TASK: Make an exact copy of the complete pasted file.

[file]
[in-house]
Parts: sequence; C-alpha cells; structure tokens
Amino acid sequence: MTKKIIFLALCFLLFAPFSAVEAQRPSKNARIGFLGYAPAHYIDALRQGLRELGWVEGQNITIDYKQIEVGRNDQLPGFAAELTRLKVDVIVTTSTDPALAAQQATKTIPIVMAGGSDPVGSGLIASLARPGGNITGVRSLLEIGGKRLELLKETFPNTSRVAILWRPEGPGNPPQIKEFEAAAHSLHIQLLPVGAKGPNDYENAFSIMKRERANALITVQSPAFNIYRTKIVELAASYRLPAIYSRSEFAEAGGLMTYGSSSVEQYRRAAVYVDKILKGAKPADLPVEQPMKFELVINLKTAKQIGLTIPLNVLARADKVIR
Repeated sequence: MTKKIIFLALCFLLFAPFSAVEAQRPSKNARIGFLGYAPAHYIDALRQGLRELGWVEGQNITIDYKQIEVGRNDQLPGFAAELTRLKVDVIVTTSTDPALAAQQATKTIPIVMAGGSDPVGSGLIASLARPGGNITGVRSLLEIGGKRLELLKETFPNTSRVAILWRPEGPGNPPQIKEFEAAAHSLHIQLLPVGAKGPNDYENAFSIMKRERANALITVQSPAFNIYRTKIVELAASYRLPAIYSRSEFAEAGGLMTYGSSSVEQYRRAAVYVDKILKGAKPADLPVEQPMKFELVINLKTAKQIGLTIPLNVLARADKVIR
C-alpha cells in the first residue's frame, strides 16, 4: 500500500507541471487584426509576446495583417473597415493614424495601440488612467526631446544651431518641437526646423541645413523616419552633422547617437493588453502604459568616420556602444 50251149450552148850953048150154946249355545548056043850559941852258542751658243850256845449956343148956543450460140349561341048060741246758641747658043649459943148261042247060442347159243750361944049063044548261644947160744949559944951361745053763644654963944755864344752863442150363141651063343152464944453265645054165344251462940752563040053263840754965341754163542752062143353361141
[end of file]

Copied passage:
[in-house]
Parts: sequence; C-alpha cells; structure tokens
Amino acid sequence: MTKKIIFLALCFLLFAPFSAVEAQRPSKNARIGFLGYAPAHYIDALRQGLRELGWVEGQNITIDYKQIEVGRNDQLPGFAAELTRLKVDVIVTTSTDPALAAQQATKTIPIVMAGGSDPVGSGLIASLARPGGNITGVRSLLEIGGKRLELLKETFPNTSRVAILWRPEGPGNPPQIKEFEAAAHSLHIQLLPVGAKGPNDYENAFSIMKRERANALITVQSPAFNIYRTKIVELAASYRLPAIYSRSEFAEAGGLMTYGSSSVEQYRRAAVYVDKILKGAKPADLPVEQPMKFELVINLKTAKQIGLTIPLNVLARADKVIR
Repeated sequence: MTKKIIFLALCFLLFAPFSAVEAQRPSKNARIGFLGYAPAHYIDALRQGLRELGWVEGQNITIDYKQIEVGRNDQLPGFAAELTRLKVDVIVTTSTDPALAAQQATKTIPIVMAGGSDPVGSGLIASLARPGGNITGVRSLLEIGGKRLELLKETFPNTSRVAILWRPEGPGNPPQIKEFEAAAHSLHIQLLPVGAKGPNDYENAFSIMKRERANALITVQSPAFNIYRTKIVELAASYRLPAIYSRSEFAEAGGLMTYGSSSVEQYRRAAVYVDKILKGAKPADLPVEQPMKFELVINLKTAKQIGLTIPLNVLARADKVIR
C-alpha cells in the first residue's frame, strides 16, 4: 500500500507541471487584426509576446495583417473597415493614424495601440488612467526631446544651431518641437526646423541645413523616419552633422547617437493588453502604459568616420556602444 50251149450552148850953048150154946249355545548056043850559941852258542751658243850256845449956343148956543450460140349561341048060741246758641747658043649459943148261042247060442347159243750361944049063044548261644947160744949559944951361745053763644654963944755864344752863442150363141651063343152464944453265645054165344251462940752563040053263840754965341754163542752062143353361141